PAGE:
Danes contract Salmonella infections abroad

July 29, 2013

In 2012 the number of Salmonella cases increased slightly after the record low incidence in 2011. Nearly half of the Danes who contracted Salmonella were infected abroad. Among people infected in Denmark, Danish pork and beef were estimated to be the major sources of Salmonella cases, while no cases could be attributed to Danish broiler meat.

These are some of the findings presented in the annual report on the occurrence of diseases that can be transmitted to humans from animal and food. The report is prepared by the Danish Zoonosis Centre at the National Food Institute, Technical University of Denmark in collaboration with Statens Serum Institut and the Danish Veterinary and Food Administration.

In 2012, 1,198 Danes were registered with a Salmonella infection, which corresponds to 21 cases per 100,000 citizens. It is a little more than the record-low incidence in 2011. Nearly half (45 percent) of all Salmonella infections were contracted while travelling abroad. It is particularly in connection with travels to Egypt, Thailand and Turkey that Danes become infected. Approximately half of the travel-related cases originated from these three countries.

The most common type of Salmonella in Danes was Salmonella typhimurium which caused 415 cases in 2012. Salmonella enteritidis caused 242 cases, which was the lowest number since the action plans for combating Salmonella were introduced in the 1990s. Historically, this Salmonella type has been related to eggs, but today the majority of S. enteritidis cases, 77 percent, are contracted while travelling outside of Denmark.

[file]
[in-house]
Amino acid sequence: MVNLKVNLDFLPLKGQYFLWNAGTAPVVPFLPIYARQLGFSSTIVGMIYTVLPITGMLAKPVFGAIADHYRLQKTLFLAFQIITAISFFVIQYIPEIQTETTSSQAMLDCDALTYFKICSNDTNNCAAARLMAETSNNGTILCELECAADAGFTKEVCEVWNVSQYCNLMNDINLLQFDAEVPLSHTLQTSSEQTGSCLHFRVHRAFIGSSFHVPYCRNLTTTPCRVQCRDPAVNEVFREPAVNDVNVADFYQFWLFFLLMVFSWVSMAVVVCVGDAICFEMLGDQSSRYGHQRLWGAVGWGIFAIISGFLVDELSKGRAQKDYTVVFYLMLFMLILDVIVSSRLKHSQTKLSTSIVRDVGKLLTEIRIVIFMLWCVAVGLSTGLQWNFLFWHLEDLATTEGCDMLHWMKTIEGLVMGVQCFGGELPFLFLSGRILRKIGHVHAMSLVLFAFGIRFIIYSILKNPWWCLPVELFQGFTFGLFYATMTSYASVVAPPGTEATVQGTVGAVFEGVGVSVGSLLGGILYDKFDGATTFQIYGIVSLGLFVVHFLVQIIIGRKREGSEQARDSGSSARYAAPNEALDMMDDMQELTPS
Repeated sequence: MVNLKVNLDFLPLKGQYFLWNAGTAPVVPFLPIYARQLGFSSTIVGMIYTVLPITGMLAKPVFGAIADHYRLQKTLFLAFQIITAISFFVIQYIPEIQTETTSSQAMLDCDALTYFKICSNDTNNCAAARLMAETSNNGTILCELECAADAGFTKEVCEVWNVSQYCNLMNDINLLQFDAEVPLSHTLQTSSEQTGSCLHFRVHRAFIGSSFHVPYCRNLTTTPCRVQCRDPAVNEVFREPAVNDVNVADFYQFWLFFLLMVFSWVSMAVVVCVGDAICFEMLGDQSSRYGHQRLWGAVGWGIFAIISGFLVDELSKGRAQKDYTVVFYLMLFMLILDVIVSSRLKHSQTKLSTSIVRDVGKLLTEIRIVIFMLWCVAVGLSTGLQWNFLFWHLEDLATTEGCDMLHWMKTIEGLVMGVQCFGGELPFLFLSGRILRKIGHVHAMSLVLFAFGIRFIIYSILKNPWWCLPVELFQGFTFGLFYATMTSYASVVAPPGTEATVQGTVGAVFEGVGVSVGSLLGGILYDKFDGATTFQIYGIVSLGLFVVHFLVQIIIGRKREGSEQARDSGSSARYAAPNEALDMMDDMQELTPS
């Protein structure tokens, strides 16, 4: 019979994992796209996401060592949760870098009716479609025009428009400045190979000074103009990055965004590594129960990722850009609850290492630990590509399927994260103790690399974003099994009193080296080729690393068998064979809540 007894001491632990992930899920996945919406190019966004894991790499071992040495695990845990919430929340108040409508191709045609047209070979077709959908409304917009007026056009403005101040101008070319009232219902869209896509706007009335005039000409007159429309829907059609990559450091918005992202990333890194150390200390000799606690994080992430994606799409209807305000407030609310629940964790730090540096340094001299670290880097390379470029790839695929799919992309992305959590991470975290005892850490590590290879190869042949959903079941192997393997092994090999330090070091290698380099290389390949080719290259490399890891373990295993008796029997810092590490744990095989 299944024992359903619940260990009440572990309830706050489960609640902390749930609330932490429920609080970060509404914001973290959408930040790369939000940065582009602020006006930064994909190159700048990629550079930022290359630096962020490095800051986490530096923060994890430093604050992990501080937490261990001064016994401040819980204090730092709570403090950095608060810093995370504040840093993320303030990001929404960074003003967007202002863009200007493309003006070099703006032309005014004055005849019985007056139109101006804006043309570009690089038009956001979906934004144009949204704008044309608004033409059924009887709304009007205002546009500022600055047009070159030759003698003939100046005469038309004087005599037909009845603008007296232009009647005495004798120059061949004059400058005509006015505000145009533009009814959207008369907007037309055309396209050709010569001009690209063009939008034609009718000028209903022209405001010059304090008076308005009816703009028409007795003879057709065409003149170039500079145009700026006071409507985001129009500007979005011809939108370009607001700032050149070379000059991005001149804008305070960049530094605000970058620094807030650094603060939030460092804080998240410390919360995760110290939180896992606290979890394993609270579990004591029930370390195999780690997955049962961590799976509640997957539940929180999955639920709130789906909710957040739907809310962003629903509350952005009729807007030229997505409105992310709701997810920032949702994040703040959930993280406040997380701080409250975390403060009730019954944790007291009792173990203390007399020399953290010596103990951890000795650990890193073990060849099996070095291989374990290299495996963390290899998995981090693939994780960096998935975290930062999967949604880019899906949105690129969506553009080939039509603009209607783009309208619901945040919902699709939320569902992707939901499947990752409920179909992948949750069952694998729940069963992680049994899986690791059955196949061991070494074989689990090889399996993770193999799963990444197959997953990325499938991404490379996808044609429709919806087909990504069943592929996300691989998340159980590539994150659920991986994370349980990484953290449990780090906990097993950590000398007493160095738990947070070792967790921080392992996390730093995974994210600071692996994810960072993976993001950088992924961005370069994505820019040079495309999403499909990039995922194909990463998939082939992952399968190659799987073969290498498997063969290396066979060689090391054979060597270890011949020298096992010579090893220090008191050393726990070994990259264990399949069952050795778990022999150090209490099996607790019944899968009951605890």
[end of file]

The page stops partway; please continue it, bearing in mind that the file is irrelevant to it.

Danish pork and beef are the main sources

In 2012, 11 due to Salmonella were recorded. Two outbreaks originated from Danish beef, one from Danish pork and one from imported duck. In the remaining seven outbreaks, the food source was unknown. An is defined by two or more persons falling ill from the same food source.

The annual Salmonella source account estimated Danish pork as the most important source of human salmonellosis cases (8 percent) in 2012, which was similar to 2011. Imported pork accounted for 0.2 percent of the cases in 2012. This was a large reduction compared with the two previous years where just over 5 percent of the cases were due to imported pork. Danish beef was estimated as the second-largest food source of Salmonella cases (7 percent) in 2012. This is a very large increase compared to the last 10 years where 0.5 to 1.5 percent of the cases were due to Danish beef.

"It is very unusual that so many cases are caused by Danish beef. The increase is due to two outbreaks caused by Danish beef and an increase in the number of sporadic cases," says Anne Wingstrand, Senior Researcher at the National Food Institute.

No Salmonella cases from Danish chicken

No cases were attributed to Danish broiler meat in the Salmonella source account in 2012. This is only the second time in the 18 years the Danish Zoonosis Centre at the National Food Institute has prepared the Salmonella source account. The most likely reasons for the low incidence are that Danish law, since 2008, has required fresh broiler meat to be -free when put on the marked.

"During the past 20 years, Denmark has focused intensely on reducing Salmonella on the farms as well as at the slaughterhouses. We are pleased to see that the efforts have ensured that Danes no longer contract Salmonella from eating Danish broiler meat. The EU also has focus on Salmonella and has set targets for the level of Salmonella in flocks and egg-laying flocks", says Anne Wingstrand, Senior Researcher at the National Food Institute.